GREAT BRITAIN

 

One of Great Britainís greatest architects in the 18th century was Robert Adam. At a time when Split was under the rule of the Venetian Republic, Adam traveled across Dalmatia, and came to Split in 1757. He was thrilled with Diocletianís palace, and began studying it, so it was upon his return to London that he published the book titled ĎRuins of the palace of Emperor Diocletian, in Split, Dalmatiaí. It was a scientific paper in which Adam reconstructed and painted a rich picture of everything he had encountered. Alongside the wealth of information and sketches, the book is of immeasurable value for historians and art history studies.

It is interesting to note that the book, with its limited print run, list subscribers from England and abroad, and that Adam addresses King George III in his foreword.[1]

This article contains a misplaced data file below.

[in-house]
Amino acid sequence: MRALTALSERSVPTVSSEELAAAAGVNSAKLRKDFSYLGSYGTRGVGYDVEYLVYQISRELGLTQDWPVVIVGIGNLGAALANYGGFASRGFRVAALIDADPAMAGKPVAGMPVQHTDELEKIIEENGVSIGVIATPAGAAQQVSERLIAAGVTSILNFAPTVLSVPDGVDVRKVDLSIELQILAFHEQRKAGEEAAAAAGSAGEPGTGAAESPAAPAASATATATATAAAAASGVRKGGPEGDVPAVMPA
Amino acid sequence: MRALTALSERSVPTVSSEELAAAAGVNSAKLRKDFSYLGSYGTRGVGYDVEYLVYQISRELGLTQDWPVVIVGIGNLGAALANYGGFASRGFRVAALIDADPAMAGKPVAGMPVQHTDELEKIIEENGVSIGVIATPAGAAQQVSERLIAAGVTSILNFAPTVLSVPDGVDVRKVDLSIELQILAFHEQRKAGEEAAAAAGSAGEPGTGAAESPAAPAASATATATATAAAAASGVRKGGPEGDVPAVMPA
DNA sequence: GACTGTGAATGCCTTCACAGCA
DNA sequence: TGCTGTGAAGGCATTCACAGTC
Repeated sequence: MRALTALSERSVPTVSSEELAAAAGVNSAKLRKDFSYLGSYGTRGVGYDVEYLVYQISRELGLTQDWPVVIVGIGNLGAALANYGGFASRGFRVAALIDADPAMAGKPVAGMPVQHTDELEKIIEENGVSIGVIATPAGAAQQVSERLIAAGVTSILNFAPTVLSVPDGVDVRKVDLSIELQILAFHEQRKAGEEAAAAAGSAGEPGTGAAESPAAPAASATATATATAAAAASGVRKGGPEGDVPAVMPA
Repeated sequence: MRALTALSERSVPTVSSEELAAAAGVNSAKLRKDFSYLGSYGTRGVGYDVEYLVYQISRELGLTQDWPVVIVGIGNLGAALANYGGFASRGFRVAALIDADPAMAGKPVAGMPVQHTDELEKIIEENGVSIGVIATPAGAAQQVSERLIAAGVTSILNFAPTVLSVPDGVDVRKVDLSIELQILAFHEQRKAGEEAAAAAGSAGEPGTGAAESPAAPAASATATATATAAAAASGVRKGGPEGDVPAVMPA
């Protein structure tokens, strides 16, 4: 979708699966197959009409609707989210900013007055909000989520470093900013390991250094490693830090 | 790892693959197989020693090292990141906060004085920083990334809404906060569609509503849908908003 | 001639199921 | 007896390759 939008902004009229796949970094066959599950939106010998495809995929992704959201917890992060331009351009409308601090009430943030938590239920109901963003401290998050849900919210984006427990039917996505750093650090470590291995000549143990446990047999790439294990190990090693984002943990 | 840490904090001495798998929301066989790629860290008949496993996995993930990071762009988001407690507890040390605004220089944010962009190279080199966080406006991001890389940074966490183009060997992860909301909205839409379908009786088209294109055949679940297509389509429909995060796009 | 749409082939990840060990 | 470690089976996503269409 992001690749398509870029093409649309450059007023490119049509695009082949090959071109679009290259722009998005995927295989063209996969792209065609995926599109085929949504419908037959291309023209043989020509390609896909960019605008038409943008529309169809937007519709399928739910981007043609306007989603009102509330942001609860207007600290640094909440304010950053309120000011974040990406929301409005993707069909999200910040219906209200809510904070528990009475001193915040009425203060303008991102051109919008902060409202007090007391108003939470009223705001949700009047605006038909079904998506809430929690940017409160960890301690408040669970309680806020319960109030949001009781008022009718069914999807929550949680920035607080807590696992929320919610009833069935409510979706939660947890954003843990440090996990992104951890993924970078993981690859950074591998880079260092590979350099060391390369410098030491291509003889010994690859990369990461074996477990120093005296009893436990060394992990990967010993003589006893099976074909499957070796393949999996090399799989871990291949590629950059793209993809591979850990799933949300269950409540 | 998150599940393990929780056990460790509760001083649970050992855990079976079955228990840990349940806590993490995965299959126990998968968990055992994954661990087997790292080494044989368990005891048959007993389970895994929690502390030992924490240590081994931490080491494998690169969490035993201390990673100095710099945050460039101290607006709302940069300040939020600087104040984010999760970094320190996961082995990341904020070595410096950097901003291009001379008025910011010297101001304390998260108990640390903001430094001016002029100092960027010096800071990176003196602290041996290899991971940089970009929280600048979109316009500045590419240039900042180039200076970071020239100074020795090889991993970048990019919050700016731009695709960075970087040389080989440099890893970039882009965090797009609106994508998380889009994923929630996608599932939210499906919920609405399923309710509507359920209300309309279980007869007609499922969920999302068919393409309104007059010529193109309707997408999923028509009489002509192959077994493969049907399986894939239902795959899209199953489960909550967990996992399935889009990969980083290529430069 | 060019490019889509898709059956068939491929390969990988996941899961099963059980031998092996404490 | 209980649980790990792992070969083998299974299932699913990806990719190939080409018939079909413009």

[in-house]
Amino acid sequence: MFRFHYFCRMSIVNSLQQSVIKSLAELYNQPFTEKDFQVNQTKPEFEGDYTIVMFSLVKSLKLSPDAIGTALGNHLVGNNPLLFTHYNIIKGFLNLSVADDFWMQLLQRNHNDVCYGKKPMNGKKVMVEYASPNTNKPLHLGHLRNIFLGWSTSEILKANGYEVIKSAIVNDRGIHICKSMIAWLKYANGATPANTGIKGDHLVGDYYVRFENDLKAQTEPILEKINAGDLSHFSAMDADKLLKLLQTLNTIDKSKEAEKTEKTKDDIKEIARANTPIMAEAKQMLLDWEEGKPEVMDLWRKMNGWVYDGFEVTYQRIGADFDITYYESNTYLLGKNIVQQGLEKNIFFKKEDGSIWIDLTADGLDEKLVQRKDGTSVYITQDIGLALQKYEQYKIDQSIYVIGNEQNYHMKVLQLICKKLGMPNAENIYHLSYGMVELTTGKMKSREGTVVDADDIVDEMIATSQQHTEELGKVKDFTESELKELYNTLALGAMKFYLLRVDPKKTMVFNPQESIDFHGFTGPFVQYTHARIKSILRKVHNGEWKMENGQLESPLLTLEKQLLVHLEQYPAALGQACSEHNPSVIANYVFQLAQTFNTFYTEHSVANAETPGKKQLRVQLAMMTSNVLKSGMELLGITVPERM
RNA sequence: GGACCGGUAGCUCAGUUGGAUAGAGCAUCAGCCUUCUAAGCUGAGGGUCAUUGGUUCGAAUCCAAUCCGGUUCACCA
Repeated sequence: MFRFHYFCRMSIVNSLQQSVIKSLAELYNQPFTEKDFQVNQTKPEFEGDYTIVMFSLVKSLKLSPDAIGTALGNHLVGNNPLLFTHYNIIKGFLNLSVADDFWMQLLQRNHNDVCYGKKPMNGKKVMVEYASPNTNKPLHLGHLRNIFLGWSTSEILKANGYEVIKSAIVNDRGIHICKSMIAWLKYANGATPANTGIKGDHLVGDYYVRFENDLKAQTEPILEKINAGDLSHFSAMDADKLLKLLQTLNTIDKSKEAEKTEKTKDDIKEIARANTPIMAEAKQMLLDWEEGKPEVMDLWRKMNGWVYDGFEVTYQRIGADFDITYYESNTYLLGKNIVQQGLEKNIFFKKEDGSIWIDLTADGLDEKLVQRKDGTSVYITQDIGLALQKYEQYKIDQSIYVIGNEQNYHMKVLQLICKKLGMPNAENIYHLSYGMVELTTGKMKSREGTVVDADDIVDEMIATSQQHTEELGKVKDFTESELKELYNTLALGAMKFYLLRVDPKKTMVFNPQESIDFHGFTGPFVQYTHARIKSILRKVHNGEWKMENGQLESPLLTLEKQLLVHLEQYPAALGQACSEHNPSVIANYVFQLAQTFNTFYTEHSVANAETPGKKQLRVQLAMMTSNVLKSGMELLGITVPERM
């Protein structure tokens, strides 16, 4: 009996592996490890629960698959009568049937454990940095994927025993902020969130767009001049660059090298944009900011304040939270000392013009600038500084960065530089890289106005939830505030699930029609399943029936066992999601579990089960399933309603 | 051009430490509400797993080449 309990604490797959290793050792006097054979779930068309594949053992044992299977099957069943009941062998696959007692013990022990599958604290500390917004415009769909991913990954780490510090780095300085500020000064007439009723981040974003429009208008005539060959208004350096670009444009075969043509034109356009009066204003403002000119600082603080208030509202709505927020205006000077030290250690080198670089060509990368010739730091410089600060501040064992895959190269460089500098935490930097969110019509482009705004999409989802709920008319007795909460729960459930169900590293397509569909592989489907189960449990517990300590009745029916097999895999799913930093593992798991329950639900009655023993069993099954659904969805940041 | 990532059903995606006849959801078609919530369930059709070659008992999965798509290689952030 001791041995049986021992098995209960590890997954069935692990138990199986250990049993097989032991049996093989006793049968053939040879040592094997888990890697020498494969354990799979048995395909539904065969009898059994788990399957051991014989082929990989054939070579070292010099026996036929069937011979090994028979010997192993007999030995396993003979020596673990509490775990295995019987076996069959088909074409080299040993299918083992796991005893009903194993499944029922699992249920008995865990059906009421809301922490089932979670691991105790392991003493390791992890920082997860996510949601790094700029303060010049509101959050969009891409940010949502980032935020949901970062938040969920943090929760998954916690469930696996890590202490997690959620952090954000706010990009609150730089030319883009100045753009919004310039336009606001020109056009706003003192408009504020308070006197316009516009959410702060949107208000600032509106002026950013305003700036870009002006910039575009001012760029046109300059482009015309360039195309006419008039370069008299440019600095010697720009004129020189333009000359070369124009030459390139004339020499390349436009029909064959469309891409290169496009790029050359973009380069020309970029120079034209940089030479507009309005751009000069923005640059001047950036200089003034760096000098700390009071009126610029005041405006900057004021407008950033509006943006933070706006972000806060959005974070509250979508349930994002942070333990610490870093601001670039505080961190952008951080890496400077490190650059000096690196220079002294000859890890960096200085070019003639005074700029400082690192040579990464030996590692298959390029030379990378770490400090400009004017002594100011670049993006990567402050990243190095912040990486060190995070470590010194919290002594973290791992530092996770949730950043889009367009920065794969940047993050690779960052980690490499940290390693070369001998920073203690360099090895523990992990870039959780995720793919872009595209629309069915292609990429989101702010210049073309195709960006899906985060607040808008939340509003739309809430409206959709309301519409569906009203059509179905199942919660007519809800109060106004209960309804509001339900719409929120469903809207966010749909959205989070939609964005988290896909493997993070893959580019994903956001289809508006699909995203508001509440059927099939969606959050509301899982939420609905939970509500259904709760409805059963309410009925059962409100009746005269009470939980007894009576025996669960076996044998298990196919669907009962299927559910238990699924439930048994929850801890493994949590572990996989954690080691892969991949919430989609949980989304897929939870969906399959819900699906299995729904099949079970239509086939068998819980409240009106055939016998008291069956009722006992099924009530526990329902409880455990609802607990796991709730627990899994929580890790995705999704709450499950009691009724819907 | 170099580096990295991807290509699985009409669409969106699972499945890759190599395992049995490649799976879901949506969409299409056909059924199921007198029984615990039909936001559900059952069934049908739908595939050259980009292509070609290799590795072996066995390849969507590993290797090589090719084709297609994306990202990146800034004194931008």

Adam 1

Adam 2                    Adam 3

From Robert Adamís book from 1764 (authorís family collection)

 

Robert Adam had an estate inspired by Diocletianís palace built in London, however, it was later demolished. As a result of the great city of London have a structure copied from Split built in it, the following phrase came about: Ča je pusta Londra, kontra Splitu gradu (What good is all of London, compared to Split).

News of Adamís building at Adelphi Terrace being demolished was published in Splitís Novo doba (New age) in 1936. They quoted the London Times and said Ďnot only is a building being demolished, but so is the beautiful artistic bond between Split and London, which will be very difficult to replace. Those that seek to do so have taken a heavy responsibility upon their shouldersí.

 

Palača London

London, Adelphi Terrace, Robert Adamís building inspired by Diocletianís Palace[2]

 


[1] Adam, Robert. 1764. Ruins of the Palace of the Emperor Diocletian at Spalatro in Dalmatia. London. (in the ownership of the authorís family, Bezić-Roje, Split)

 

 

[2] Novo doba - New Age, Feb 1st, 1936; no. 26, pg. 9.